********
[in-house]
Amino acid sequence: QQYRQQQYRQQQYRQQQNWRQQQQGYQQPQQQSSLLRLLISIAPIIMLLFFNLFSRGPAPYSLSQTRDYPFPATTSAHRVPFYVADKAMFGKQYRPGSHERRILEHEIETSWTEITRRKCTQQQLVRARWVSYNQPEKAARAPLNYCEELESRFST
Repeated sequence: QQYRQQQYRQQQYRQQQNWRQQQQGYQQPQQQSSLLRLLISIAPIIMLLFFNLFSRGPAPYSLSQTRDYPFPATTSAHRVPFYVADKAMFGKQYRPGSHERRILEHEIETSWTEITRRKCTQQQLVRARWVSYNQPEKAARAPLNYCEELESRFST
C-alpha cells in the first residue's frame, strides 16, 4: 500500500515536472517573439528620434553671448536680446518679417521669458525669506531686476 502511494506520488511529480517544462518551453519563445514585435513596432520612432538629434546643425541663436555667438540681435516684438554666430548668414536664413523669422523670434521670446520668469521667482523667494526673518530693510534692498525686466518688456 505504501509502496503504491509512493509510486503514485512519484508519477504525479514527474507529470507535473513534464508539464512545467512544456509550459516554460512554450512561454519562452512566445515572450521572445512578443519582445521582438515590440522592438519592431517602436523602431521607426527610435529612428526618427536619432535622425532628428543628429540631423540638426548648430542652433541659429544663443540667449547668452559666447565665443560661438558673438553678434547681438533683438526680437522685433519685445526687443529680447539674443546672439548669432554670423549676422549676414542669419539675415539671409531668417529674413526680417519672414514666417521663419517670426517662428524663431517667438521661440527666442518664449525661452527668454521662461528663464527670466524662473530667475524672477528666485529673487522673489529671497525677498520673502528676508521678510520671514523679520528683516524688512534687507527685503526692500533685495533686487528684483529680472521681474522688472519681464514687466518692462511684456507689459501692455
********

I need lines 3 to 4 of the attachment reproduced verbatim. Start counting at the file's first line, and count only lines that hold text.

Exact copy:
Repeated sequence: QQYRQQQYRQQQYRQQQNWRQQQQGYQQPQQQSSLLRLLISIAPIIMLLFFNLFSRGPAPYSLSQTRDYPFPATTSAHRVPFYVADKAMFGKQYRPGSHERRILEHEIETSWTEITRRKCTQQQLVRARWVSYNQPEKAARAPLNYCEELESRFST
C-alpha cells in the first residue's frame, strides 16, 4: 500500500515536472517573439528620434553671448536680446518679417521669458525669506531686476 502511494506520488511529480517544462518551453519563445514585435513596432520612432538629434546643425541663436555667438540681435516684438554666430548668414536664413523669422523670434521670446520668469521667482523667494526673518530693510534692498525686466518688456 505504501509502496503504491509512493509510486503514485512519484508519477504525479514527474507529470507535473513534464508539464512545467512544456509550459516554460512554450512561454519562452512566445515572450521572445512578443519582445521582438515590440522592438519592431517602436523602431521607426527610435529612428526618427536619432535622425532628428543628429540631423540638426548648430542652433541659429544663443540667449547668452559666447565665443560661438558673438553678434547681438533683438526680437522685433519685445526687443529680447539674443546672439548669432554670423549676422549676414542669419539675415539671409531668417529674413526680417519672414514666417521663419517670426517662428524663431517667438521661440527666442518664449525661452527668454521662461528663464527670466524662473530667475524672477528666485529673487522673489529671497525677498520673502528676508521678510520671514523679520528683516524688512534687507527685503526692500533685495533686487528684483529680472521681474522688472519681464514687466518692462511684456507689459501692455